The influx of immigrants to the U.S., largely in the mid- and late 19th century was only 12-15 million in total numbers over decades,. The state of the economy was far different and largely (80%) rural and agricultural. Society was on the verge of industrialization and the explosion in manufacturing provided ever expanding employment opportunities with all the resulting progress, problems and complex societal effects. It was different than now. The current situation is base in that there is no intention other than to provide cheap, unskilled, largely uneducated labor of use to a few industries. Others far wiser have warned of the creation of another underclass.

    The use of “Native American” for a political edge (illegal immigrants) is similarly silly and does not reflect that complex reality–there have always been waves of new peoples entering this hemisphere. More importantly, it has nothing to do with the current life situation of prosperity in the tribal structure based on energy ownership, casino development and enormous land holdings. It would be ironic indeed to see the illegals working the hotels and casinos as unskilled housekeeping.

    Thereis also the “other” sociological impact of significance. That includes the reduction in political clout of the Black Amnericans as they are swamped by an influx into quasi-legitimacy of the new Latino mass. The numbers included in the expected “reunited” extended families will be larger than the total African-American population. Latinos are now 13% of the population, African-Americans 12% and that will change so that Latinos will exceed 25% and African-Americans will likely fall to less than 10%, possibly 8% of the new total population.

    (But, as I recall, and as an aside the Bering portal was an equal opportunity doorway, and now it appears “others” arrived as well—can we spell Kennewick, that broadens that initial anthropological picture of the peopling of this hemisphere. More exciting is the fact that Clovis had antecedents, perhaps from the other direction with lowered sealevels.)

    No one has addressed environmental and resource issues, for example. U.S. population exceeds 300 million with a doubling time of 45 years. Will it matter if by just natural population growth, the U.S. is 600 million by 2050 or so. Are there concerns for open space, pollution, water resources, growth of government, food resources, energy needs, social fabric, etc.,? If there is an add on of another 12-15 million with an immediate growth of twice that so that the base is not 300 million but 345 million and those that will still stream to the U.S., I suggest that doubling time may be reduced to 30 years. Thus, by 2037, the U.S will reach 600 million and 1.2 billion (the present population of India) by 2067. Now that really will be a problem.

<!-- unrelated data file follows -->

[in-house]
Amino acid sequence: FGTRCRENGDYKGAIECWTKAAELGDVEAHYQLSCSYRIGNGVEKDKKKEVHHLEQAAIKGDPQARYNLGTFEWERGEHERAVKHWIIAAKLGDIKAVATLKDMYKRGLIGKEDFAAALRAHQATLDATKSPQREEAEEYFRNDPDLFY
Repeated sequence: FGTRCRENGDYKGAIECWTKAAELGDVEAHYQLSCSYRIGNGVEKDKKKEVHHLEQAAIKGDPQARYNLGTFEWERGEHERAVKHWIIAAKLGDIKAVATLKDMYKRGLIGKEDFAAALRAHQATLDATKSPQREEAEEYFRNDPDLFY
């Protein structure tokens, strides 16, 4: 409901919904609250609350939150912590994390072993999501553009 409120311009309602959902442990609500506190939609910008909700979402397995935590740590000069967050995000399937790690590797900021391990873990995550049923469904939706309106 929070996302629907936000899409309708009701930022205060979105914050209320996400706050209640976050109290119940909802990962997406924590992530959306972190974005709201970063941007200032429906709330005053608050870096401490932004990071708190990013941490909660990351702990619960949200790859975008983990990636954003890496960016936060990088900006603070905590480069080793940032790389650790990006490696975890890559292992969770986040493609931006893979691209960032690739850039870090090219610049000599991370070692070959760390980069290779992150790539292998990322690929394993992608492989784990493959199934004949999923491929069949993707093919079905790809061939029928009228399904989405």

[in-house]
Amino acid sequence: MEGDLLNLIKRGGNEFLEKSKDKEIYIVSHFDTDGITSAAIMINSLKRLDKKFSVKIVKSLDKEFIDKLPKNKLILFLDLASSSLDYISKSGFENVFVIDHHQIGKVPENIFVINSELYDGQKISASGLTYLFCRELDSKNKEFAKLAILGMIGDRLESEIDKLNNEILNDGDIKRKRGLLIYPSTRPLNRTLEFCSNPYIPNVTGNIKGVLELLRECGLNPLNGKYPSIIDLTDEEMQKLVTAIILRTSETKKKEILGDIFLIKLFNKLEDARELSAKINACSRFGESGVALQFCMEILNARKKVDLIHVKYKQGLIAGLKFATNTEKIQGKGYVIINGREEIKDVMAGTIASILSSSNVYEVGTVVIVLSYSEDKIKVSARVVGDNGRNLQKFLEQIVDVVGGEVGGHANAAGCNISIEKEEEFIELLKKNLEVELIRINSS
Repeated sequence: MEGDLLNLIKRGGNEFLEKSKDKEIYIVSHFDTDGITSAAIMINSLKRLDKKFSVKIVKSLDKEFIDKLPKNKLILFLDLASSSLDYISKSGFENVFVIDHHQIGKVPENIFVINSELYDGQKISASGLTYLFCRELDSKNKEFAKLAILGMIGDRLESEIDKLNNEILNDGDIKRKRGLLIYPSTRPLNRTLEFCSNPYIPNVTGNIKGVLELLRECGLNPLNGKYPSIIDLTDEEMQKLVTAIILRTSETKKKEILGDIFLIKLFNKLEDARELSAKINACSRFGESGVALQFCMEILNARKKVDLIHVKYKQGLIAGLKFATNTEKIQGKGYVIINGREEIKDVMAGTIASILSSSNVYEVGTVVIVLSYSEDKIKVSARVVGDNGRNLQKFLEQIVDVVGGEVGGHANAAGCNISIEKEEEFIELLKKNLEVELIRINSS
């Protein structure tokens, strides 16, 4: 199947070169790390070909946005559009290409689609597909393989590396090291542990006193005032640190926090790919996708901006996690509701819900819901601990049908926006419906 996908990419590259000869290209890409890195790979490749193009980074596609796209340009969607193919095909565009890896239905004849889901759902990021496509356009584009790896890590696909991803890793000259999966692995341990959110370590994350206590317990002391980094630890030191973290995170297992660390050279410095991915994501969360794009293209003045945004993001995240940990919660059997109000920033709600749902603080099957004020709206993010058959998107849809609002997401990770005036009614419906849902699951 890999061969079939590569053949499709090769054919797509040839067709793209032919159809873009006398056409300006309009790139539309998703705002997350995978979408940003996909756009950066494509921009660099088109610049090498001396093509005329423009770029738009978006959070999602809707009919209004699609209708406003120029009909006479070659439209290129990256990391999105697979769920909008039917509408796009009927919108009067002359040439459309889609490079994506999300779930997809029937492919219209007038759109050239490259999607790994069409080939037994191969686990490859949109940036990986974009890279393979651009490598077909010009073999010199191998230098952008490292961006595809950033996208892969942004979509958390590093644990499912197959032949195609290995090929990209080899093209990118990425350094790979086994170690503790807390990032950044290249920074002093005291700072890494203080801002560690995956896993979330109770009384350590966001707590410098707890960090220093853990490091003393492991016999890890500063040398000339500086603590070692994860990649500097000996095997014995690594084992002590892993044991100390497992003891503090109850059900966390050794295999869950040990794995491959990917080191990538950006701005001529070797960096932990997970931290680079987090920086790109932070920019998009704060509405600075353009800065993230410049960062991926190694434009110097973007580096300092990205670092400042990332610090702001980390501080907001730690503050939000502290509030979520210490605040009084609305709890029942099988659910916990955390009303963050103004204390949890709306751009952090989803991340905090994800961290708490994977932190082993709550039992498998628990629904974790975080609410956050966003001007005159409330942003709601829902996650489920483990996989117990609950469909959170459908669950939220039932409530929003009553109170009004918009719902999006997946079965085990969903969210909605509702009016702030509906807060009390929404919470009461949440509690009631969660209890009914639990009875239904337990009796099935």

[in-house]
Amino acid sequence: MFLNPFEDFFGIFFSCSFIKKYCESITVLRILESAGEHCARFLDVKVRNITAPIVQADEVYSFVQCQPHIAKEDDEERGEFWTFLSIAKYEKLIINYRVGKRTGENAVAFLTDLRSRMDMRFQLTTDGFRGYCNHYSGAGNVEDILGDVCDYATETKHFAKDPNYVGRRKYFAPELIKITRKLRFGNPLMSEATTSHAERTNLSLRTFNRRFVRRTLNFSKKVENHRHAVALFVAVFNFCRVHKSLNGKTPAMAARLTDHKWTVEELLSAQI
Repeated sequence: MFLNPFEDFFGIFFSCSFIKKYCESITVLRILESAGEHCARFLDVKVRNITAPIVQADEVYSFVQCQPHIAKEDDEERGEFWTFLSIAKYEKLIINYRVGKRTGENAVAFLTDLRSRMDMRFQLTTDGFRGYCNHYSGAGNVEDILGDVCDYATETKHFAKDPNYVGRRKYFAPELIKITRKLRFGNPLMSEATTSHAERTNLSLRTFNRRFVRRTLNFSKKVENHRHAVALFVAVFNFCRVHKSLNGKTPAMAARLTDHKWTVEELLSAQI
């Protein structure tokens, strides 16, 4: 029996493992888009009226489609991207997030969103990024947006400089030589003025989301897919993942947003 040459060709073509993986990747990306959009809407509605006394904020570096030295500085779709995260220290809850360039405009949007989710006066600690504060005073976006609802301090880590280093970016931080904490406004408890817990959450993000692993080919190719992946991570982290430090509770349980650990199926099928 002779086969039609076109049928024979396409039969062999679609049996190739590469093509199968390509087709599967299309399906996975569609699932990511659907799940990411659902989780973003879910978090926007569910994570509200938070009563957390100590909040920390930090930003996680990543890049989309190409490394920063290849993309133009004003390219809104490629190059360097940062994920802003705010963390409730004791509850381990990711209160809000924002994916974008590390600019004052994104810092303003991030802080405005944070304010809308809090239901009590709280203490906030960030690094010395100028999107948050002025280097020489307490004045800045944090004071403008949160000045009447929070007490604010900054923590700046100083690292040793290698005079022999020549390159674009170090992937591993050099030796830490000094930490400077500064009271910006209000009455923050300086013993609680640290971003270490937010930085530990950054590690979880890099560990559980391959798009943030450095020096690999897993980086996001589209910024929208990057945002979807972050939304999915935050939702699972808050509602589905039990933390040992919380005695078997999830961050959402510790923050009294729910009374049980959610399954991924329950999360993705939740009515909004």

6. #6 Tony
    June 4, 2007

    This series on immigration has been fantastic . . . Also, I really enjoy the stuff that you’ve written regarding your family, related to the subject. Honestly, I’m floored (in a good way) by some of the conclusions and connections you’ve drawn. Really great stuff!!!

  7. #7 Josh Rosenau
    June 4, 2007

    Donald, I agree that the issue of immigration is more complex than the narrow point I’m making here. My beef here is with the use of rhetoric about American heritage, as if that were a monolithic concept which (Latino) immigrants could not possibly be part of. At best, it’s a distraction. At worst, it’s dishonest code for xenophobia (see O’Reilly’s comment above).

  8. #8 melott
    June 4, 2007

    The core issue here is whether the world, much of which has out of control population growth rates, can dump its excess population in those areas which have achieved some control. (If it were not for immigration, the US would have achieved replacement-rate birth rates). The issue is, alas, obscured by big business, which can get away by paying substandard wages to illegals, and certain religious organizations which stand to gain lots of new members by uncontrolled immigration.

  9. #9 logtar
    June 4, 2007


    I am an immigrant and I am very pleased with what you wrote here. I think that you are looking at the issue of the “heritage” like it needs to be looked at. I am sure that we might not agree with other issues about immigration but I think your writings about heritage are dead on.